Slavic Languages and Literatures 24, Section 1

The Mystery and Fascination of the Balkans (1 unit, P/NP) SEATS AVAILABLE

Professor Ronelle Alexander
Wednesday 11:00-12:00, 6307 Dwinelle Hall, Class number: 39156

The Balkans as a region have always fascinated Westerners, ranging from intrepid eighteenth- and nineteenth-century travelers seeking the exotica of “Turkey in Europe” to their modern cohorts who become enamored of Balkan culture, and especially its music—a fascination so great that a group of middle-aged and elderly Bulgarian women who were known at home as The Bulgarian State Television Female Vocal Choir could be marketed in the West as “Le mystère des voix bulgares” (The Mystery of Bulgarian Voices), win a Grammy, and have their songs used on the soundtrack of Xena: Warrior Princess. But the Balkan region is fascinating in a negative sense as well, that sense which has given our language the verb “to balkanize”, defined by Merriam-Webster as “to break up (as a region or group) into smaller and often hostile units." In this class we will explore two basic questions about the Balkans: What is it that makes the region such a land of contradictions and fascination? And why–especially after the intense media attention to the violent breakup of Yugoslavia–does it remain so little understood?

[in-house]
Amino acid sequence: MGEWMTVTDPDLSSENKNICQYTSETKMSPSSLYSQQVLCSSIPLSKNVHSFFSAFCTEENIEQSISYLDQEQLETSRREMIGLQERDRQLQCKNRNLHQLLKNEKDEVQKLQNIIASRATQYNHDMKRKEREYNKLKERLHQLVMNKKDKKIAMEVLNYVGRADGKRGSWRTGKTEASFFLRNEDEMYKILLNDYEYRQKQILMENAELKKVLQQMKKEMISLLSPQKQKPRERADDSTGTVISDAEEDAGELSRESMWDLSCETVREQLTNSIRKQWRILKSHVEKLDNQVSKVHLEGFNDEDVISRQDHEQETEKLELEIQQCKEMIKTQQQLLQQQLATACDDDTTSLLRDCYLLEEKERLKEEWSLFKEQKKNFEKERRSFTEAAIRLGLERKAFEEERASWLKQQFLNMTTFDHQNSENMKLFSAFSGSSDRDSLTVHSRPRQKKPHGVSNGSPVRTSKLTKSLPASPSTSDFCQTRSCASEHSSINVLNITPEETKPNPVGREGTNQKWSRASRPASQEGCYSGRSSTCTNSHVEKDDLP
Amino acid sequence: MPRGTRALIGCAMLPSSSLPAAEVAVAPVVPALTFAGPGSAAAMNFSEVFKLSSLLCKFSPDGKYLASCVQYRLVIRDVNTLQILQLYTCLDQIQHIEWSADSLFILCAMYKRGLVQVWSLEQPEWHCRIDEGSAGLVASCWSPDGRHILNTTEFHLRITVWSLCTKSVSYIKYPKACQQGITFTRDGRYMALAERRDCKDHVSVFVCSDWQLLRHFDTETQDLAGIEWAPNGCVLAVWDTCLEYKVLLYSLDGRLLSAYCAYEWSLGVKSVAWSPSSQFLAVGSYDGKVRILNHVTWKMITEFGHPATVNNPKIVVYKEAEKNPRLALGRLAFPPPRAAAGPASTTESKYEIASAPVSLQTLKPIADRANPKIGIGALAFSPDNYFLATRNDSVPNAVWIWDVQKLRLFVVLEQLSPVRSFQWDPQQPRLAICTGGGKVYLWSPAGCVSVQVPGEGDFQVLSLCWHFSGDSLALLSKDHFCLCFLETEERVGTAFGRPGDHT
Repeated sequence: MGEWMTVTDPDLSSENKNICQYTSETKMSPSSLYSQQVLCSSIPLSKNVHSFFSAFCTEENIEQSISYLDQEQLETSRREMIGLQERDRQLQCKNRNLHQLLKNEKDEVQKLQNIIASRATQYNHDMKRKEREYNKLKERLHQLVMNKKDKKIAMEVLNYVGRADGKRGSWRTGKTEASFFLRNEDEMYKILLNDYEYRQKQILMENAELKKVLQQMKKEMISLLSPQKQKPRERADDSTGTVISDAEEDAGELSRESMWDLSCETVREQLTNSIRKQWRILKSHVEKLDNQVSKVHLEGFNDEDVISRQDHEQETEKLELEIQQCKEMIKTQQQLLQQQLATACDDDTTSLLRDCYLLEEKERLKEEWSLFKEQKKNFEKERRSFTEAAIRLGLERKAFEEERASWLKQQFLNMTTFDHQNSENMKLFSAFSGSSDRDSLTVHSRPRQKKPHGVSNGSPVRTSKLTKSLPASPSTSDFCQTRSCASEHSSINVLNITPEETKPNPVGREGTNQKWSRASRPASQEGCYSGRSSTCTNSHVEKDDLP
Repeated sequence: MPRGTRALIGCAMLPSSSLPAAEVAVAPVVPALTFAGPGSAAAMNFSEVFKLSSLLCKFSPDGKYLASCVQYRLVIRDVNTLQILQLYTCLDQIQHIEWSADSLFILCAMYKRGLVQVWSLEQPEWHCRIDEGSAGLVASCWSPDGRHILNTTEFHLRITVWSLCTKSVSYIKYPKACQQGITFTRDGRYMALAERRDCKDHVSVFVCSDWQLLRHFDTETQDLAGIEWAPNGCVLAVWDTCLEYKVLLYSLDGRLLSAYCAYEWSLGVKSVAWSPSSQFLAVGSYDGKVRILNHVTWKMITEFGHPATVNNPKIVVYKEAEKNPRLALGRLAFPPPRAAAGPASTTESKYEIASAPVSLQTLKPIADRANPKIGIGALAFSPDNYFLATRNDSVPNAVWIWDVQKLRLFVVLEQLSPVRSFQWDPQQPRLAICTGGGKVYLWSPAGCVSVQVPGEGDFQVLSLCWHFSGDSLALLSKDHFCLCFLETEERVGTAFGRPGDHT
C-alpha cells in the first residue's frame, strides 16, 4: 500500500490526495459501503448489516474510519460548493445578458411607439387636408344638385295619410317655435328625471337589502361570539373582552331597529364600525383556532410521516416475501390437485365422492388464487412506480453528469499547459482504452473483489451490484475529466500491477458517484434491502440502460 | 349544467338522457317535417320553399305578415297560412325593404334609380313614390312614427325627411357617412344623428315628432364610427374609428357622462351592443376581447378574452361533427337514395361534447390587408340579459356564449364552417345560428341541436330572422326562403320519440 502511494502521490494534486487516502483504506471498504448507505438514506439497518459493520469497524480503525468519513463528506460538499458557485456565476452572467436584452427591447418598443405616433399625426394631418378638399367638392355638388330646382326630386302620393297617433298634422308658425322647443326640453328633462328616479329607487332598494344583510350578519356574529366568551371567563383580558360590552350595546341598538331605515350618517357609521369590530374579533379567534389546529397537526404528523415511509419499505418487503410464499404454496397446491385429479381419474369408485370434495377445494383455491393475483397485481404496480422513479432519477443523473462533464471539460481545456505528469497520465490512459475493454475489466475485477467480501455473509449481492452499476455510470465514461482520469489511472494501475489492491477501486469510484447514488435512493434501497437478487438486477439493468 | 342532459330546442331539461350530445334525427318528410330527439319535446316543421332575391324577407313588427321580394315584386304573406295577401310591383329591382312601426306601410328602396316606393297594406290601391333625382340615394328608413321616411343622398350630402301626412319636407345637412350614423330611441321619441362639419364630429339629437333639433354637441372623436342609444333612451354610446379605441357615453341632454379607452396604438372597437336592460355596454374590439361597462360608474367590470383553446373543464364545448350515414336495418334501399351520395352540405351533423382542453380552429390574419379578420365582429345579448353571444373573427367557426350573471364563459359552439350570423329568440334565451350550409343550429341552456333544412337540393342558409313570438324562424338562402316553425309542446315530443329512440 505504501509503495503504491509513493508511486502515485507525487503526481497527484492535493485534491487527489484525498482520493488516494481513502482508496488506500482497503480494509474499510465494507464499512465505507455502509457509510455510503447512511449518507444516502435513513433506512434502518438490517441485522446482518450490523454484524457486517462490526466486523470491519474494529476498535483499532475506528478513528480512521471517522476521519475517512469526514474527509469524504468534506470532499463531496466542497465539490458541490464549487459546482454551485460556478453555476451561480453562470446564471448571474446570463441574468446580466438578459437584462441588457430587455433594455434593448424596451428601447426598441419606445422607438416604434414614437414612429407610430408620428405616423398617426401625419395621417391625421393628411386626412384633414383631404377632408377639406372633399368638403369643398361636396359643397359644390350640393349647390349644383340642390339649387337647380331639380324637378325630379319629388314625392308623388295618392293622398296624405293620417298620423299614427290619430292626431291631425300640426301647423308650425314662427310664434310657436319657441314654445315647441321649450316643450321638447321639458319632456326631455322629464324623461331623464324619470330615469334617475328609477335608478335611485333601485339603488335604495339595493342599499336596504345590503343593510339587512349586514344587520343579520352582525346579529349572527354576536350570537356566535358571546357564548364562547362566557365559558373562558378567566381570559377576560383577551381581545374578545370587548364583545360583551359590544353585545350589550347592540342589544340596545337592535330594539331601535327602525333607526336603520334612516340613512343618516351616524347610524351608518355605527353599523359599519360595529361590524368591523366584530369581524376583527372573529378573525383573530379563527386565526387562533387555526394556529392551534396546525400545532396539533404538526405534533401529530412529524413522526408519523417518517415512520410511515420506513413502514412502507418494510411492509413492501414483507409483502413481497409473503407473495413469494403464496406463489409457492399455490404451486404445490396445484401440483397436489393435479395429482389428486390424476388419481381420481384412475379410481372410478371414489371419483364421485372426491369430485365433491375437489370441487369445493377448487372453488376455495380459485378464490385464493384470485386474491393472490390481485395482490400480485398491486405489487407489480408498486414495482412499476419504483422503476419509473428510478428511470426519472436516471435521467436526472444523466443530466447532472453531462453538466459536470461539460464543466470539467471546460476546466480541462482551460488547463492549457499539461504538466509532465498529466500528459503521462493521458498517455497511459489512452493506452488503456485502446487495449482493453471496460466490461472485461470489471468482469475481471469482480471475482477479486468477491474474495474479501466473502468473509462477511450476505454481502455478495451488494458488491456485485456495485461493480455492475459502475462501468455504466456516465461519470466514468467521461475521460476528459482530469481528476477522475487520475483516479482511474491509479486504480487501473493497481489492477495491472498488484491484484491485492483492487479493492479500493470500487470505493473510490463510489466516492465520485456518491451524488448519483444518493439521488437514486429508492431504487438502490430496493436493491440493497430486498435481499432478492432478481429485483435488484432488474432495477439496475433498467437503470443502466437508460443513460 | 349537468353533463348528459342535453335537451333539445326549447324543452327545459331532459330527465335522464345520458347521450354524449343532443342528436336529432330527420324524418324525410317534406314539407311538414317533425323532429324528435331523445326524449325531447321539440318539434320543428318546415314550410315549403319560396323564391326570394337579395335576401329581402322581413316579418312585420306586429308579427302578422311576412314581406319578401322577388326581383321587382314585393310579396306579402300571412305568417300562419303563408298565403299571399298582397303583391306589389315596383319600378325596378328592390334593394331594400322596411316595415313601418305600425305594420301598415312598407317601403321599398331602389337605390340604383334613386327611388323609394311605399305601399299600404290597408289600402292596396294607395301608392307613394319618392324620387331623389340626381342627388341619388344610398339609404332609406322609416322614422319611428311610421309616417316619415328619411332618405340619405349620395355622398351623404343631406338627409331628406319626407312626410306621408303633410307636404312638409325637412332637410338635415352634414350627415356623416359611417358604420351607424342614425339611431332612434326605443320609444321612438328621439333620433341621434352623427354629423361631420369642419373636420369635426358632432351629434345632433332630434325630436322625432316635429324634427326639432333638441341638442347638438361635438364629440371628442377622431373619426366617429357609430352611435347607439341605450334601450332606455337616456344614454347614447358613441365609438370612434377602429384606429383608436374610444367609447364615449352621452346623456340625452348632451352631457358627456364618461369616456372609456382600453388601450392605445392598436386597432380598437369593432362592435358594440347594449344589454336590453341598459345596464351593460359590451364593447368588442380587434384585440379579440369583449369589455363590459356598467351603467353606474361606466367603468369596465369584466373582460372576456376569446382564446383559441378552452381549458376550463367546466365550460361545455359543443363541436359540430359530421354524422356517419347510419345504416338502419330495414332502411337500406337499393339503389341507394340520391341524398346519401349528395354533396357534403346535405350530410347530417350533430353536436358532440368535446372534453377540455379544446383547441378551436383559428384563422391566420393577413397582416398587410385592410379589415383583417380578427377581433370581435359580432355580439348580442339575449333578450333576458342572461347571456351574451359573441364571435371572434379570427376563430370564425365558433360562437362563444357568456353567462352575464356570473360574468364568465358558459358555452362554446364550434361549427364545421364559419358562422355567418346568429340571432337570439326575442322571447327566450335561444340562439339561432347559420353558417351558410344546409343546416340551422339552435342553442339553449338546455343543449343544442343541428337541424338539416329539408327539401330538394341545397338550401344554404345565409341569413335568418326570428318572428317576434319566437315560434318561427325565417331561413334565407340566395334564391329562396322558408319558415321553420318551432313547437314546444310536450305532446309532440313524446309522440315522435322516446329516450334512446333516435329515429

Instructor Bio

Ronelle Alexander, Professor of Slavic Languages and Literatures (Ph.D., Harvard University), has been involved with the Balkans since she was an undergraduate. She has visited all regions of Bulgaria and former Yugoslavia, and has done extensive field work in villages throughout the southern and southeastern Balkans. Her research interests include dialectology (the relations between different geographical varieties of speech), folklore (especially the language of oral epic), and sociolinguistics (especially the relation between language and identity as connected with the breakup of Yugoslavia).

Faculty web site: http://slavic.berkeley.edu/faculty.html

Note

All readings and discussions will be in English.